Dietary Sources of Omega-3 DHA

 

Fish

Fish is the best dietary source for DHA.  The amount of DHA you eat directly influences the level of DHA in breast milk and blood.  “Fatty,” “oily,” and “cold-water” are terms used to describe fish with higher levels of EPA+DHA.  A list of these kinds of fish is included in the report.  Most fish are safe for you to eat; however, the FDA and EPA recommend that pregnant and lactating women avoid eating Swordfish, King Mackerel, Tilefish and limiting Albacore Tuna intake due to their higher mercury levels.

Supplements

Fish oil supplements are a safe and potent source of DHA.  The source and form of the omega-3s in the supplements affect how well you absorb the omega-3s, as well as whether or not you take them with food.  There are also vegan/vegetarian supplements in which omega-3 DHA is produced by algae.  It is also important to look at the label for the amount of DHA (rather than general “omega-3s”) that the supplement contains.  For example, many supplements are 1,000 mg of fish oil but only contain 120 mg of DHA.

Plant Omega-3s

Plant-sources of omega-3s, such as walnuts, flaxseed oil and chia or flaxseeds, contain the omega-3 ALA.  To a small extent, this omega-3 can be converted into EPA (and to an even smaller extent, DHA).  It is much more effective to consume pre-formed DHA to raise breast milk DHA levels.  Plant-based omega-3 sources are still healthy food choices, but they will not raise your breast milk DHA or your Omega-3 Index.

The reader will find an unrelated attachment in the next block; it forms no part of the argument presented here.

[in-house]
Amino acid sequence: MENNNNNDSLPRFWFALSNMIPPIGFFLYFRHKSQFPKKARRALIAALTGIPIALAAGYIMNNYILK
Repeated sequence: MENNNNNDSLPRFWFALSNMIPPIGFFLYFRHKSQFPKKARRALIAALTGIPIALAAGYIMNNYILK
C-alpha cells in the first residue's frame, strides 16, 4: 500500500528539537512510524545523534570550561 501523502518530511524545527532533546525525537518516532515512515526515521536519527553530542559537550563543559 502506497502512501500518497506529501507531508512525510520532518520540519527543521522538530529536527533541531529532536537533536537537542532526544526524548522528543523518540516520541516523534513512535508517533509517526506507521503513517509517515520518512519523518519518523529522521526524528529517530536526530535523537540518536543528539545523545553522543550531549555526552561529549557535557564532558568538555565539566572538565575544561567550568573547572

Recommendations

Pregnant women and breastfeeding moms are encouraged to eat 2 servings of fish per week or to take a prenatal supplement of DHA of at least 200 mg/day by the American Academy of Pediatrics.

The Dietary Guidelines for Americans recommends 2 servings of fish per week for the general public (see Table below), averaging out to 250 mg/day EPA+DHA.  Other countries, such as Canada and Australia, recommend 400-500 mg/day EPA+DHA.  The FDA has also ruled that intakes of up to 3,000 mg/day of EPA+DHA combined from foods is “Generally Recognized As Safe (GRAS)” and may be consumed without concern of adverse effects by all adults.